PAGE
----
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"String Theory #5: Verdins"
12 x 9"
Acrylic on Cradled Board2011
How to buy
Among my favorite birds are bushtits; despite being somewhat anonymous in color, their tiny, cotton-ball forms have always made me smile. Verdins, which are common to my new Arizona home, are almost as tiny, just as sprightly, and have the added benefit of beautiful coloration. The little gold or acid yellow spot on the head makes them stand out in the dry desert scrub as they very acrobatically flit about in Palo Verde trees, picking at blossoms or snagging the occasional insect. I’ve also seen them fearlessly drinking from aloes alongside the much larger and somewhat aggressive Orioles. The palette for this piece was actually inspired by a drive along highway 5 on my way to Tucson earlier this year to look at real estate. The bright yellow-gold of wildflowers along the road reminded me of the Verdins, and acres of wild blue lupine provided a sumptuous contrast I knew I had to capture in paint.
Last year I started “String Theory,” a new series of paintings that sinks its roots years back in my study of art history in college. I have always been fascinated with minimalism, and among my favorites historical examples are Piet Mondrian and Barnett Newman. Both artists brilliantly illustrate the simple but undeniable power of spatial and color harmonies, and the almost magical ability of just a few lines to create mood and meaning.
The contrast between illusionistic imagery and flat decorative treatments has been at the conceptual core of my work for nearly twenty years, owing largely to my study of modern art, so it should come as no surprise that an image of birds essentially flying into a Barnett Newman painting came into my head like a thunderbolt. Simply by virtue of their proximity to more descriptive elements like the birds, otherwise completely flat areas of color become alive and animate in three-dimensional space. The title of the series is not only a humorous play on words and reference to the fact that the avian subjects are, quite obviously, interacting with “strings” or stripes; it also alludes to the manner in which these contextual clues require a re-envisioning of the surrounding space, much as String Theory has (for its proponents anyway) changed our understanding of the cosmological landscape and how its component parts interact. Of course, the concept evolved well past this initial point of inspiration to become something entirely new and very much my own. These pieces suggest the dislocation of birds from their natural environments and their adaptiveness to the urban and suburban habitats we have made. These colorful stripes are not meant to “describe” anything as mundane as a fence posts, branches, or bird feeders; rather they become their own non-objective environments, beautiful, evocative, and otherworldly.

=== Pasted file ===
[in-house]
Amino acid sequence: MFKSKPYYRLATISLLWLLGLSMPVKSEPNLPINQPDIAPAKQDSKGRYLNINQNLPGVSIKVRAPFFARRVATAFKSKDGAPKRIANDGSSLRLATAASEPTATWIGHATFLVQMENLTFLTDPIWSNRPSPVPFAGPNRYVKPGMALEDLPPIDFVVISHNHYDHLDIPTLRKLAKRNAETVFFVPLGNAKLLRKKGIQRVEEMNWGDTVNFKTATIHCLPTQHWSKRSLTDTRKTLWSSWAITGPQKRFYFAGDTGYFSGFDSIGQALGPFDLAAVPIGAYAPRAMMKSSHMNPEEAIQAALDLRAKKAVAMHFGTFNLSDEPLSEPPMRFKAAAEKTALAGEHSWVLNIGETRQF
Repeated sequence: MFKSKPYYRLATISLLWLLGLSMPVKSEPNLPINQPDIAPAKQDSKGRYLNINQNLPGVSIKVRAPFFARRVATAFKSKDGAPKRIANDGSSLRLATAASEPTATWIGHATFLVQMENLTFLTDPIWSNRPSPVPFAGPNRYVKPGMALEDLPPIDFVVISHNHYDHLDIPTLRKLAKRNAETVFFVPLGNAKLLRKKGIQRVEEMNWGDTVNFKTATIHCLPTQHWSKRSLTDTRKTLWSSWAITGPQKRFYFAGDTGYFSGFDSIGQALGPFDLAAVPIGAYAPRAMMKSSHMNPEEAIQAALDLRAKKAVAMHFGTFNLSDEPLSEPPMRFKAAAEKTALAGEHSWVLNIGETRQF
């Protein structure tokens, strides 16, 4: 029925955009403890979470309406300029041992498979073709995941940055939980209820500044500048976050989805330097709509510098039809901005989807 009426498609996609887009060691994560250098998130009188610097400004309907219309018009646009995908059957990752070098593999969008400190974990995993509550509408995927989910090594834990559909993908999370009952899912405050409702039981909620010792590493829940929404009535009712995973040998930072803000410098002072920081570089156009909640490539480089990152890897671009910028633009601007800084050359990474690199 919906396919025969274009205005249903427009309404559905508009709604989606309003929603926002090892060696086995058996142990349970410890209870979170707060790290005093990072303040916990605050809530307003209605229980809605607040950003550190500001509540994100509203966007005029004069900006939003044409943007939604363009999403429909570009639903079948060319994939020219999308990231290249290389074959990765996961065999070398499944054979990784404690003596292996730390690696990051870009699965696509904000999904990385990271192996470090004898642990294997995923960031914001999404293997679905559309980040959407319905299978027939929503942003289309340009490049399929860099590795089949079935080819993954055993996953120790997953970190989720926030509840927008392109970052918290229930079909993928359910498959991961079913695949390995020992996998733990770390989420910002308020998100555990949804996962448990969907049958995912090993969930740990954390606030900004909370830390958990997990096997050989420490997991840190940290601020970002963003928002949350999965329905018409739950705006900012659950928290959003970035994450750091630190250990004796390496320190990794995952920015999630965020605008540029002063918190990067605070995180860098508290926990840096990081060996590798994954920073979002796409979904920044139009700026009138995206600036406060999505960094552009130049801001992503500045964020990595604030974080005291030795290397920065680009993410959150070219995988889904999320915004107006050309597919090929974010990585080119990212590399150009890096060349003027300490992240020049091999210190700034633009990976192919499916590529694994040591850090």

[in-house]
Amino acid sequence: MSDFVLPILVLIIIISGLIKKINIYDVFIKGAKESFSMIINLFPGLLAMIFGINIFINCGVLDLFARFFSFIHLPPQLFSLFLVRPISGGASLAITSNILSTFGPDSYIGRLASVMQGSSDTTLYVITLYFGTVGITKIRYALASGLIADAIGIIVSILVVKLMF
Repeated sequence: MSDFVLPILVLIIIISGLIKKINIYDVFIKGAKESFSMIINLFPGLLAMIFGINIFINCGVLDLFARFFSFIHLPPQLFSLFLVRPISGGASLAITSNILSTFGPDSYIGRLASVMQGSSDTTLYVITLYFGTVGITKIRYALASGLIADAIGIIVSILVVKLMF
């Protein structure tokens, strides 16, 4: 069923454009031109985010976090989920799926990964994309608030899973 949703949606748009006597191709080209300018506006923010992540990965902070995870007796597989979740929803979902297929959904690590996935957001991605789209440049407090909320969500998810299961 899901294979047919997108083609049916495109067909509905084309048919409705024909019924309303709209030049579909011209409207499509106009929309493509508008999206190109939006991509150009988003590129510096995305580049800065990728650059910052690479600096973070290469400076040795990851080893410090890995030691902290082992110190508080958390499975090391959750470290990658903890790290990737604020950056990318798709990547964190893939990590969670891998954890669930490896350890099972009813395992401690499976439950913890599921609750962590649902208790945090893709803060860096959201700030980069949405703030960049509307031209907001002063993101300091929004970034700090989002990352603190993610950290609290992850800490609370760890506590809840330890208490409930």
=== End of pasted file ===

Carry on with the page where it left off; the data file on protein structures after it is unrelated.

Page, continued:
Welcome to the online home for artwork by Andrew Denman, a California –based, internationally recognized, award-winning contemporary wildlife artist. Denman primarily paints wildlife and animal subjects in a unique, hallmark style combining hyper-realism with stylization and abstraction. His dynamic and original acrylic paintings can be found in museum collections on two continents and in numerous private collections in the USA and abroad. His clear voice, unique vision, and commitment to constant artistic experimentation have positioned him on the forefront of an artistic vanguard of the best contemporary wildlife and animal painters working today.
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